After a hotly debated and sometimes testy discussion, County of Wetaskiwin council has approved an offer to solve a private driveway sitting on public land problem.
The issue of Gordon and Marjorie Loov’s driveway sitting on county property was discussed at the Sept. 13 Planning and Economic Development meeting. County staff were to bring back options for the Loovs to purchase the property from the County of Wetaskiwin, which at a previous meeting was considered the best solution.
The issue was presented by development officer Jarvis Grant and Director of Planning and Development David Blades. The driveway is located at NW 32-45-25-W4M, P.7722461 B.2 L.2.
Grant stated staff had three options for council to consider: the first involved the Loov family being responsible for all costs in the purchase, with a total of roughly $8,100.
The second option involved no county or subdivision costs on the project, so the Loov family would be responsible only for their own costs such as legal fees and the value of the land, stated as $1,200 in all of the options. This option cost roughly $4,400.
The third option was similar, but waived only subdivision costs, and the county costs would be applied. This total was roughly $6,600.
Grant noted the costs were approximate.
The Loovs were present for the discussion. Marj suggested the county look at “adverse possession,” a legal term used to describe, essentially, a squatting situation where someone has been on someone else’s property for over 10 years. Essentially, the property in question is then assumed to belong to the squatter.
Marj noted the Loovs have had the driveway on the public land for close to 34 years and no one noticed until recently.
Looking at the options, Marj said option 2 looked best, but questioned the $1,200 land value. She asked if the land should be valued at prices from 34 years ago, when the Loovs purchased the property. Marj also questioned public notification charges, stating she felt the Loovs should not have to pay that.
Councilor Dale Woitt asked if anyone has ever asked for access to nearby ER land. Marj answered, “No.”
Woitt said he didn’t see any reason why the encroaching driveway was a problem. “I see this as a non-issue,” said Woitt.
Grant responded that the Municipal Government Act forbids things like driveways encroaching on public land.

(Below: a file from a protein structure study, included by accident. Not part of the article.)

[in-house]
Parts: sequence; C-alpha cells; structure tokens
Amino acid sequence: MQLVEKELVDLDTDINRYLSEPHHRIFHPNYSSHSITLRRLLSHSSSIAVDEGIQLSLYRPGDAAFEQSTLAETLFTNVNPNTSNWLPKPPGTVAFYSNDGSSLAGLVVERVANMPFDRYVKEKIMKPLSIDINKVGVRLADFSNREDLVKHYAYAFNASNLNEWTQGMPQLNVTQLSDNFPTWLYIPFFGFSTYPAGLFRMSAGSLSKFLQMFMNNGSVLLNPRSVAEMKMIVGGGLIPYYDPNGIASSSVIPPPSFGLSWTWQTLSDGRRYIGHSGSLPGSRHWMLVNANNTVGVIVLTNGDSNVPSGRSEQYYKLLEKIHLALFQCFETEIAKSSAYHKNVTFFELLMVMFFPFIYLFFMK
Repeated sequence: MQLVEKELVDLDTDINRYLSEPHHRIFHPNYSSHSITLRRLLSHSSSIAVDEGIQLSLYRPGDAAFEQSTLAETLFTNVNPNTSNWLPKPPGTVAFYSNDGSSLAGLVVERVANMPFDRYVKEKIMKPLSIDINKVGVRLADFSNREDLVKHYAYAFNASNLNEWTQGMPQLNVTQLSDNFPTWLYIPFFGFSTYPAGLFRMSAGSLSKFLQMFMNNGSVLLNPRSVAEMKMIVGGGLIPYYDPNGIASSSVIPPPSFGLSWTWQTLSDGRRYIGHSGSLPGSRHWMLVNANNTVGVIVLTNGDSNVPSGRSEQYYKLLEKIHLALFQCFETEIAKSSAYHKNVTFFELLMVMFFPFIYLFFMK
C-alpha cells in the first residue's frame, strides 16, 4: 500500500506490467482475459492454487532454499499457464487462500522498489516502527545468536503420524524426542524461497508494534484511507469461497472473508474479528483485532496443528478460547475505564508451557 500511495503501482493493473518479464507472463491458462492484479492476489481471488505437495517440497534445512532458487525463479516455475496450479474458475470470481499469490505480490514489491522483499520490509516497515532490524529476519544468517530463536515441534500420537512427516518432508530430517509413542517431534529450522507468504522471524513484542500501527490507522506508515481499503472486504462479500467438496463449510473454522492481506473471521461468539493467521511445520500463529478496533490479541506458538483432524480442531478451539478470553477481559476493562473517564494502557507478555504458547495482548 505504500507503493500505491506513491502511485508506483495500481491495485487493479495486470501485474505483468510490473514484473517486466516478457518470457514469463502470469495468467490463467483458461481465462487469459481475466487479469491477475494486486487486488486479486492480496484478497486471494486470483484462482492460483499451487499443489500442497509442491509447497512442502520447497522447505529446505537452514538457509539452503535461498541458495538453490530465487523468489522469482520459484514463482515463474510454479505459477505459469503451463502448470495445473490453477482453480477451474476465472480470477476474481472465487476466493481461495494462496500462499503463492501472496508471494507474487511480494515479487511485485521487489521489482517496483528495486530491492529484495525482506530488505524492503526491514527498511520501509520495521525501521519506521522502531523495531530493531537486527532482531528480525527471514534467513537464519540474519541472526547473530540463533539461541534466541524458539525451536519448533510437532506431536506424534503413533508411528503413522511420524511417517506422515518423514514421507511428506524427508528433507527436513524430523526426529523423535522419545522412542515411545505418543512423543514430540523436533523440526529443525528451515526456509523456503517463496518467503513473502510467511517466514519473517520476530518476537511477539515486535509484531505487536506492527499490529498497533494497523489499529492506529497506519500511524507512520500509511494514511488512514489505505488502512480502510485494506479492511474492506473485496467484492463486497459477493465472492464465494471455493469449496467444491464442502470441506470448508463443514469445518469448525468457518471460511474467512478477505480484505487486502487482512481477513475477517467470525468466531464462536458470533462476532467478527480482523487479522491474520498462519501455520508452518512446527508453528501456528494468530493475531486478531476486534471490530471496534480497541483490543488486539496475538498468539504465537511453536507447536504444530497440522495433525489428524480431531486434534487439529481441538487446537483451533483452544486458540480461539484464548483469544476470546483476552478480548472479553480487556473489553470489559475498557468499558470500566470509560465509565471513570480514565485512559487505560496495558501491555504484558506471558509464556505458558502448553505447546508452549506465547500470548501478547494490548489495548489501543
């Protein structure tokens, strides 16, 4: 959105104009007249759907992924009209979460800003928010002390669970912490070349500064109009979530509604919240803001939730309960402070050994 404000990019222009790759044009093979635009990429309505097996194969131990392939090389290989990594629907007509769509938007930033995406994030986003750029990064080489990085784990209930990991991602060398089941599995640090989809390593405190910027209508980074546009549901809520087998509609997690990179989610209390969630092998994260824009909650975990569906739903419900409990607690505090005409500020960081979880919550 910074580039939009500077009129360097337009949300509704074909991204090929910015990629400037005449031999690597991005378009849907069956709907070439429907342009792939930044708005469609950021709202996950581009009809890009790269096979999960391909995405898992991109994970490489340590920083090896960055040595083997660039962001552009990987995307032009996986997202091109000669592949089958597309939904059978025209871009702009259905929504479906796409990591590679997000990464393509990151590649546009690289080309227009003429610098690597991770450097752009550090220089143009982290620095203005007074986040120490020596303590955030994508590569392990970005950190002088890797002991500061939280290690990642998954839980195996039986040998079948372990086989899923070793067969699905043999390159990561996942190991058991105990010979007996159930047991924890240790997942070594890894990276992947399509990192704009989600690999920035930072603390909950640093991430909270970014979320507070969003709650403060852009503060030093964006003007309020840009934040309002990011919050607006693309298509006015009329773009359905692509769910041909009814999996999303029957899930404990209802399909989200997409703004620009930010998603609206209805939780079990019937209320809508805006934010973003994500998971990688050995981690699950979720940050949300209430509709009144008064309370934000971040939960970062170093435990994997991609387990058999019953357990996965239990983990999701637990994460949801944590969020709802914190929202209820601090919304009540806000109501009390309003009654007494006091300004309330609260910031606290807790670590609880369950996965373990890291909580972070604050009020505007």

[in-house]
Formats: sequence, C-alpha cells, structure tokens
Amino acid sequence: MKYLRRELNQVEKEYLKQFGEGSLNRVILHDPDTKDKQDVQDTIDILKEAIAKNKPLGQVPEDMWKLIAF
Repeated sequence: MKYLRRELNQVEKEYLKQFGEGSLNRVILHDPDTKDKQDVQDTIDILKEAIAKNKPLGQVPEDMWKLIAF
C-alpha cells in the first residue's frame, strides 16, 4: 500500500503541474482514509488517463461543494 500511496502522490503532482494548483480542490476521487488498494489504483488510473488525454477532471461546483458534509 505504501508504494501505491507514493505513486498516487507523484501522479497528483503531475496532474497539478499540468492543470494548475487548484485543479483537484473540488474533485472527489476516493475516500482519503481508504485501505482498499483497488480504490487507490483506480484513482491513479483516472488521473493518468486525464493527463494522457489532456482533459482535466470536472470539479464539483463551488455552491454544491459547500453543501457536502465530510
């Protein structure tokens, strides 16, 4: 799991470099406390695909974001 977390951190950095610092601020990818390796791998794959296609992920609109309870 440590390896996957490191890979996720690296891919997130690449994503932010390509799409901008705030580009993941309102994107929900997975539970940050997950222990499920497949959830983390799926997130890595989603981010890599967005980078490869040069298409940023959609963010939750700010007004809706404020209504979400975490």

Woitt responded then that he felt that the county should take some responsibility for purchase costs.
Grant noted that some costs are unavoidable, as surveyors must be involved when a land sale occurs. Grant stated that the idea of a three year lease was also mentioned.
Councilor Lyle Seely said he preferred to see a permanent solution. “We don’t want to go down the road of leasing,” said Seely. He also mentioned accepting the “adverse possession” solution would set a precedent. Seely noted that options 2 and 3 included the county paying some of the costs.
Councilor Terry Van de Kraats said he agreed with Seely, stated the county is eating some costs and said option 2 looked fair.
The idea of turning the driveway into an unmaintained county road was mentioned; however, Grant noted it would have to be re-zoned which involves costs. Blades mentioned it would also become a public access, open to, for example, hunters.
Councilor Woitt also asked why this issue was a public one, as nobody but the Loovs use the property in question. “And why would the public have to know about this?” Woitt asked. Grant responded that decisions such as rezoning of public property require a public hearing.
Blades noted that the MGA requires the county to handle situations like this in certain ways; for example, the land must be sold at fair market value.
Gordon said option 2 looks like the best one, but stated he was concerned the rough price of $4,400 would balloon up. Grant responded the property value figure is accurate, and it’s up to council to decide what costs to charge the Loovs.
Councilors approved option 2 by a 6 to 2 vote.